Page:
Show you care by voting ‘yess’ for school bonds
Published 9:10 am Friday, April 24, 2015
It is easy to say we care about the community in which we live.
It is even easier to say we care about the children who live in our community.
But when it comes down to backing up our words with action, will we do it?
During the special election on Tuesday, May 5, Niles residents will have the chance to do just that.
By voting “yes” for two Niles Community Schools bond proposals, you are not just saying you care about your community and its kids — you are showing it.
The money generated from the first bond proposal — around $29.7 million — would pay for improvements necessary for ensuring the safety, security, comfort and well being of the district’s students.
The buildings in which these students come to learn every day are between 50 and 77 years old. Anyone who has walked through a classroom lately knows that the improvements are long overdue.
One teacher at the high school said the heating in her room is so poor that a soda can left overnight by a window had frozen and exploded by the time she returned the next day.
Students who sit next to these outdated windows either freeze in the winter or bake in the late spring/early summer.
How can we expect students to learn when faced with these conditions?
The first proposal would also pay for upgrades to security features district wide, including secured entrances, an updated fire alarm system and a new public announcement system. After recent school shooting tragedies across the country, how could anyone say “no” to such a vital upgrade?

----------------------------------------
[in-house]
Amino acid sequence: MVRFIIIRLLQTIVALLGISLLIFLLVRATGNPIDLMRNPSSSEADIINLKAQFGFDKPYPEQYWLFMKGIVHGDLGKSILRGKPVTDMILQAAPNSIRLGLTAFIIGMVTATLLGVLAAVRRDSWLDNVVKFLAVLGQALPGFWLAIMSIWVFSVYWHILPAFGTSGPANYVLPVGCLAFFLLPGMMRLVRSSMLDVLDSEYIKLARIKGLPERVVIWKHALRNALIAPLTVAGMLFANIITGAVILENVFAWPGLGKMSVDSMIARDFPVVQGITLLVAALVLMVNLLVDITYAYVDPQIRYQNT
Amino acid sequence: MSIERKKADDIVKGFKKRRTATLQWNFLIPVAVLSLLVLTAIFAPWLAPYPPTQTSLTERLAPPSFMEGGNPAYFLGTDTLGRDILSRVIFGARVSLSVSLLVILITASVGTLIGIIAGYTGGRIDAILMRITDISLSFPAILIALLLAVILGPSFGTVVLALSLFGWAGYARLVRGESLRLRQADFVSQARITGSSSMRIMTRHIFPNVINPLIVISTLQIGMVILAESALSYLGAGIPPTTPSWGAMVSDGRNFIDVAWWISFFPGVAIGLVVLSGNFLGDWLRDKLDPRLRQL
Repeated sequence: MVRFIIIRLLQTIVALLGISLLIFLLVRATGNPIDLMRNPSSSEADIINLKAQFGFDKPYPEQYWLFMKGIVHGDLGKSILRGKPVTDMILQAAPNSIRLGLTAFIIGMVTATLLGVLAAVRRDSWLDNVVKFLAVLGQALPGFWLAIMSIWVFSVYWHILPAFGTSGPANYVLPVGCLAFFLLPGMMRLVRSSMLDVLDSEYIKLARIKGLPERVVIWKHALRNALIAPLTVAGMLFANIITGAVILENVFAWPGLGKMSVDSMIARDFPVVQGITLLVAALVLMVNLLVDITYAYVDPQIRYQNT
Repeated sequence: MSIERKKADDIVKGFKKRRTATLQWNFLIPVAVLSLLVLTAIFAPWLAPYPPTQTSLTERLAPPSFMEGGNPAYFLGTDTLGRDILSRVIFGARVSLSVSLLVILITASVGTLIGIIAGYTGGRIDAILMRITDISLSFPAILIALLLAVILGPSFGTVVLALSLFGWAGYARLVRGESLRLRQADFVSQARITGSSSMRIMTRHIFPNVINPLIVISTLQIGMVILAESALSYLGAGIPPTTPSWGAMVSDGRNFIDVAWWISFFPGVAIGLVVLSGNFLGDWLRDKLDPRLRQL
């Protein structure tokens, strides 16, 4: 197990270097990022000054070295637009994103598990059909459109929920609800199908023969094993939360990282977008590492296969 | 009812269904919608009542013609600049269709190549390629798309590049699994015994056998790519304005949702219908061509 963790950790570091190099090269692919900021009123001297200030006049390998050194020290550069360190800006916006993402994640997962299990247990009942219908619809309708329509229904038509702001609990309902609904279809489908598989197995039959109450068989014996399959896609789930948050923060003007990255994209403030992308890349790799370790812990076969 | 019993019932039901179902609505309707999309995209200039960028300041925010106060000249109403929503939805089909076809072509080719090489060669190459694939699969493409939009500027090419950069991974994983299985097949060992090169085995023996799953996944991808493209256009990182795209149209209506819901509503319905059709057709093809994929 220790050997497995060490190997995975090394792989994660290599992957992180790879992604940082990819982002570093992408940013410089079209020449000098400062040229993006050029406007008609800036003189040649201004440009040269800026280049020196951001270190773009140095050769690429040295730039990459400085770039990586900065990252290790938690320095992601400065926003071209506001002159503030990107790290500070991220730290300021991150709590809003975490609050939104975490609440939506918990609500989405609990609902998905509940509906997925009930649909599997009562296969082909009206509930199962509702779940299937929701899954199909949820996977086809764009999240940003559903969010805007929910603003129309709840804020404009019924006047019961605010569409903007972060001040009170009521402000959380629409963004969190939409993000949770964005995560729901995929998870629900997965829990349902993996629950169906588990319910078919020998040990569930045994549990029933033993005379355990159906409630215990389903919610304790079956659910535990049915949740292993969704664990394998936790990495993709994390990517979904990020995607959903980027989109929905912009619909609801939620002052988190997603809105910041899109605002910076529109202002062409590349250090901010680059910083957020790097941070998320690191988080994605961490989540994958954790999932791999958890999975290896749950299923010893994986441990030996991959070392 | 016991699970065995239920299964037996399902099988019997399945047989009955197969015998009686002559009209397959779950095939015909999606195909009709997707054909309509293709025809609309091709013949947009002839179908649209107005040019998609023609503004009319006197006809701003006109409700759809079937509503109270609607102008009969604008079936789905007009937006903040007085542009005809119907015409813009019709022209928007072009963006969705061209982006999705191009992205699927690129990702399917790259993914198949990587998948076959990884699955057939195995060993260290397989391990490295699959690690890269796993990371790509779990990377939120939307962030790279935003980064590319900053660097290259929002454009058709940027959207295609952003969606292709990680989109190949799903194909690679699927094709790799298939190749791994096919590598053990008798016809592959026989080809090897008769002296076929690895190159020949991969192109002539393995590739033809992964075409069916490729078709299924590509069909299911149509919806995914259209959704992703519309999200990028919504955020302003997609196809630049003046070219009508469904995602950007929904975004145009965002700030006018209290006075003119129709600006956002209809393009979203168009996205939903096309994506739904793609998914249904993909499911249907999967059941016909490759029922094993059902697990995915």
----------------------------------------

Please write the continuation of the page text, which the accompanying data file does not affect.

Passing the first proposal would also make sure students have access to 21st Century technology like expanded Wi-Fi and interactive projection systems.
These technology upgrades won’t just help teachers teach, they will help students learn skills necessary for success in college and the workplace.
The second bond proposal — which would raise about $10.3 million — would allow the district to give students and teachers classrooms they can be proud of by installing new doors, floors, ceilings and classroom furniture in every classroom.
Anyone wondering what that might look like should tour the New Tech wing at the high schol. While it might not be the same style, it would be of the same quality.
In the minds of Leader Publications’ editorial staff, these improvements are not just necessary —they are vital for securing the future of the district.
The cost for supporting both proposals would be about $15 a month for the average taxpayer.
It is a small investment for such a large return.
We urge everyone to live up to their words and show they care about the community and its children by voting “yes” on both school bond proposals.
Opinions expressed are those of the editorial board consisting of Publisher Michael Caldwell and editors Ambrosia Neldon, Craig Haupert, Ted Yoakum and Scott Novak.